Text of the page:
However the rebellion rapidly gained momentum. By mid September, Charles was in Edinburgh, holding court at Holyrood Palace and declaring the Act of Union between England and Scotland null and void. On 21st September, the Jacobites won a decisive victory at Prestonpans against British forces under Sir John Cope. When the news reached London there was a shock reaction and outbreaks of anti-Catholic sentiment and violence all over the country.

In this charged atmosphere, a dairyman presented himself to the Mayor of Poole carrying a letter which he swore to have found, together with a piece of paper and a handkerchief lying on the ground near Poole ‘in a Wheel-Rut full of Water’. All that could be deciphered on the paper which was very wet, were the words ‘call on the way at Portsmouth, Canford, Lulworth, Weymouth, Exeter and Plymouth.’ The letter was addressed to Francis Weld Esq. of Lulworth and read as follows:  

‘Sir      Sept 22, 1745

Having the Opportunity by a trusty Friend who is going to Plymouth, to advise our Catholick Friends how to act with Relation to the Prisoners, the which also is to stop near Weymouth: I thought proper to wish you joy of the Success of our Friends in the North. When our Neighbours arrive in the West I hope you will be ready to assist them as promised in your last, but I fear the Winds have prevented them as yet; my humble respects to S. J. W. and all Friends at Canford and Lulworth. Our Friend being in Expedition, I conclude, Your Humble Servant, I. W.’

Lulworth Castle

Lulworth Castle

The Mayor immediately sent the letter to Lord Shaftesbury, the Lord Lieutenant of Dorset who sent an express to London and another to Plymouth. The local sheriff was sent to Lulworth Castle to search for arms or any other evidence but found nothing incriminating. Shortly after, a party consisting of a Colonel and Captain of the Guards, a King’s Messenger, a deputy from the Duke of Newcastle and three others arrived at Lulworth to arrest Francis Weld and take him to London for examination.

The S. J. W. referred to in the letter was almost certainly Sir John Webb, the Lord of the Manor of Canford and Poole but he was in France and approaching 80 years of age at the time of the letter. In fact he died at Aix-La-Chapelle that same month. The Welds and the Webbs were both rich land-owning Catholic families with a history of recusancy, natural targets for suspicion by the authorities at such a time.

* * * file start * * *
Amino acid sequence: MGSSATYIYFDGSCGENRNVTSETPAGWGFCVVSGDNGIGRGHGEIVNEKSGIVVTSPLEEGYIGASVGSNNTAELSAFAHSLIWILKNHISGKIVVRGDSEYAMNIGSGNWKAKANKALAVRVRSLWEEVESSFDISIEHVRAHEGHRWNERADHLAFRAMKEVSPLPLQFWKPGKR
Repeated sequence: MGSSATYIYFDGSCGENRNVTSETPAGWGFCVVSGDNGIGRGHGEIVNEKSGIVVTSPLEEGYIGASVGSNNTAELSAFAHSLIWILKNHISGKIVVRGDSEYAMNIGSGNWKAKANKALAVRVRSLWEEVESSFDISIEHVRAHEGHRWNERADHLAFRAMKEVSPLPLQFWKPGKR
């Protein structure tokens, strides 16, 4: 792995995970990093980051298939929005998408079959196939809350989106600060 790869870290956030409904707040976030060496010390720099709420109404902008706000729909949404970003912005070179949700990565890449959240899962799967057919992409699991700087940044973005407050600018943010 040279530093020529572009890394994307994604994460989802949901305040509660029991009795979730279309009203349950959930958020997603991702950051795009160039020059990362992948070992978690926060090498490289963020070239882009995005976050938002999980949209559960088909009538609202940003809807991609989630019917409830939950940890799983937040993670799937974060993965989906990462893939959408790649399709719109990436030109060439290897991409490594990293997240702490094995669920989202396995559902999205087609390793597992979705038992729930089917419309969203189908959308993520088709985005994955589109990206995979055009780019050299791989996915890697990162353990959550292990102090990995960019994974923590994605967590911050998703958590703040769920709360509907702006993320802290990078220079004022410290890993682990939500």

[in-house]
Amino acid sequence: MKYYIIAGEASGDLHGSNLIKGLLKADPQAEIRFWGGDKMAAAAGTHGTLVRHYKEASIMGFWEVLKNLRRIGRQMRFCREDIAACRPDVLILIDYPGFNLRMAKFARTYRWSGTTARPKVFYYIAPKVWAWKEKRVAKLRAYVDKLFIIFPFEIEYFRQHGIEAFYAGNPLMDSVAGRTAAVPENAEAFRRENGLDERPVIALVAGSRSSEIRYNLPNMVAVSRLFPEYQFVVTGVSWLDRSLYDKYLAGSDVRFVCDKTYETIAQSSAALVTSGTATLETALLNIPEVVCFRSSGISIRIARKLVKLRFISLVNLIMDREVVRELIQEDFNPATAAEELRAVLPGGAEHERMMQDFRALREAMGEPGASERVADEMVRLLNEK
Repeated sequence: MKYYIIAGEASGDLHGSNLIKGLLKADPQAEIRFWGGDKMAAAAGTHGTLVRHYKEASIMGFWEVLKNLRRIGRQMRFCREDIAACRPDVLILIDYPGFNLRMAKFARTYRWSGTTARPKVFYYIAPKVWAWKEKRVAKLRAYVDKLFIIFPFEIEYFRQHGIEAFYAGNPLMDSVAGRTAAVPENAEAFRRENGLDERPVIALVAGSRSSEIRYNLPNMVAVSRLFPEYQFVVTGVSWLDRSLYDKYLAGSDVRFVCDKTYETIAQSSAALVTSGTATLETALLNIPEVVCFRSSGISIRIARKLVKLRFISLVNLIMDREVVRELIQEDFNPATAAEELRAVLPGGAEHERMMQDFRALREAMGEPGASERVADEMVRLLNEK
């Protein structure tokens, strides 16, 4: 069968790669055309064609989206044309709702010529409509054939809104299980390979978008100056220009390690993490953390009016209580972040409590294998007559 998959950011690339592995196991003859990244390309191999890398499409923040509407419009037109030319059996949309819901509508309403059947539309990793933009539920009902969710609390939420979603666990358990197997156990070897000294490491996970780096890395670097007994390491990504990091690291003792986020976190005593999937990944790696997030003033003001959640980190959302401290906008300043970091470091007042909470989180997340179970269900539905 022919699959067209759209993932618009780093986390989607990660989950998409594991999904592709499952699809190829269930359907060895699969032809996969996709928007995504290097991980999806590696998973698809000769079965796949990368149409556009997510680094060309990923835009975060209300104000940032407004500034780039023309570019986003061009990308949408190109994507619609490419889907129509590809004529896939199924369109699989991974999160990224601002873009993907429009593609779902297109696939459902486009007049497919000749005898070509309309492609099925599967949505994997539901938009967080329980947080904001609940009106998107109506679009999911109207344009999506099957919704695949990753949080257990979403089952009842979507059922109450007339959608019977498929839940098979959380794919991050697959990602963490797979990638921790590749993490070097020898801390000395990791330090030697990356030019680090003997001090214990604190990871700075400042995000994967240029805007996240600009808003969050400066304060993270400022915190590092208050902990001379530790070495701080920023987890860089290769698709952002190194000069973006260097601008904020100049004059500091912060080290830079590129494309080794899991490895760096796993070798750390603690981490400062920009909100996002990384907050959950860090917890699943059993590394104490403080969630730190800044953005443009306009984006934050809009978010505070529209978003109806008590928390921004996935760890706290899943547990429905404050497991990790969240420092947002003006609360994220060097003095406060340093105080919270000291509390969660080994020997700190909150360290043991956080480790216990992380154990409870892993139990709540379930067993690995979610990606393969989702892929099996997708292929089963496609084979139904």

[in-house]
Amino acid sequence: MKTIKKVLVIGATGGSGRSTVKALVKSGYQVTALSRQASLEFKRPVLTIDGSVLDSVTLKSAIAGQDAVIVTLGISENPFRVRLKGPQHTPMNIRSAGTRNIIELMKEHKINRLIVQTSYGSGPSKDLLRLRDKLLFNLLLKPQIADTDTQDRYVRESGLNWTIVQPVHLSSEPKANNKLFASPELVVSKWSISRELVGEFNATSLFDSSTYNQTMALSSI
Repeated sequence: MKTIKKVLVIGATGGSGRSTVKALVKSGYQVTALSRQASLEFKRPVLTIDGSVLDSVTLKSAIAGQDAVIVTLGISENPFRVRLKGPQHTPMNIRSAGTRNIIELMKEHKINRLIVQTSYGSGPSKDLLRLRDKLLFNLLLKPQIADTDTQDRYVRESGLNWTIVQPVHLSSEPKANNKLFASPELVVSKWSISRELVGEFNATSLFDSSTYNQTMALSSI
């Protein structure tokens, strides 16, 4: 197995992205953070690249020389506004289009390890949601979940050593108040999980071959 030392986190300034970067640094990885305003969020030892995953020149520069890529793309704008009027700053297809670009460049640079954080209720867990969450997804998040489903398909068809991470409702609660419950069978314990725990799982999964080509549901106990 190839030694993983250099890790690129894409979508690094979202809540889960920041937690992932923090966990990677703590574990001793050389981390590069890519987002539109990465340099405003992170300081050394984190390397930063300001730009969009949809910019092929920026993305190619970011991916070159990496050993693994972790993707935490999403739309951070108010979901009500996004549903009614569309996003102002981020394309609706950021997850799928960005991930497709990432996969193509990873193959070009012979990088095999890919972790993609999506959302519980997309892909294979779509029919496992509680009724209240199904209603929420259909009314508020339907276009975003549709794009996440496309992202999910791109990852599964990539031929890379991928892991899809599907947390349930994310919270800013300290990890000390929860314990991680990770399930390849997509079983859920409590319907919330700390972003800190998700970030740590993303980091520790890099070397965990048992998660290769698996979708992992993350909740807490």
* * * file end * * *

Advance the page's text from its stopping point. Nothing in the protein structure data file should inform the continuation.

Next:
Francis Weld was held in custody for a while but discharged after several interrogations. The true origin of the letter was never discovered, but even the most paranoid authorities must have had their doubts of its authenticity. The thinly veiled references to ‘our Friends in the North’ and ‘our Neighbours’ arriving in the West and ‘humble respects to S. J. W. and all Friends at Canford’ were too blatant, and the idea that such an incriminating document would be carelessly dropped in the countryside was rather too much to swallow.


Dorset and Mesopotamia

With Iraq very much in the news, it is surprising to realise that place names like Abadan, Basra and the Shat-el-Arab were familiar to Dorset people a century ago as they are to us today – and for the same grim reason. As part of the First World War offensive, local men found themselves fighting in this distant region so far from home. At the time the region was known as Mesopotamia and was part of the Ottoman Empire which was allied to Germany.